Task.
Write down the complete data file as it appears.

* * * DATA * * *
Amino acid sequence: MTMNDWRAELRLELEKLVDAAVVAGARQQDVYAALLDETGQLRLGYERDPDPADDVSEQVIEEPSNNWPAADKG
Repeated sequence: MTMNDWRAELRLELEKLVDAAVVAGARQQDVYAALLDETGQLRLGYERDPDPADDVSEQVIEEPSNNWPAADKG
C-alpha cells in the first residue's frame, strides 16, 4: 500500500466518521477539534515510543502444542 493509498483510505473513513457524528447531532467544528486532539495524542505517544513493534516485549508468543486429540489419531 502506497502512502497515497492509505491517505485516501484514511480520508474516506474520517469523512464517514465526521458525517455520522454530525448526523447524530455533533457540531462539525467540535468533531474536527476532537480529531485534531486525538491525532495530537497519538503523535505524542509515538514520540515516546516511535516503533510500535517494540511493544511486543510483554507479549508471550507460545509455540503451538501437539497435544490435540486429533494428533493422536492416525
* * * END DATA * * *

Amino acid sequence: MTMNDWRAELRLELEKLVDAAVVAGARQQDVYAALLDETGQLRLGYERDPDPADDVSEQVIEEPSNNWPAADKG
Repeated sequence: MTMNDWRAELRLELEKLVDAAVVAGARQQDVYAALLDETGQLRLGYERDPDPADDVSEQVIEEPSNNWPAADKG
C-alpha cells in the first residue's frame, strides 16, 4: 500500500466518521477539534515510543502444542 493509498483510505473513513457524528447531532467544528486532539495524542505517544513493534516485549508468543486429540489419531 502506497502512502497515497492509505491517505485516501484514511480520508474516506474520517469523512464517514465526521458525517455520522454530525448526523447524530455533533457540531462539525467540535468533531474536527476532537480529531485534531486525538491525532495530537497519538503523535505524542509515538514520540515516546516511535516503533510500535517494540511493544511486543510483554507479549508471550507460545509455540503451538501437539497435544490435540486429533494428533493422536492416525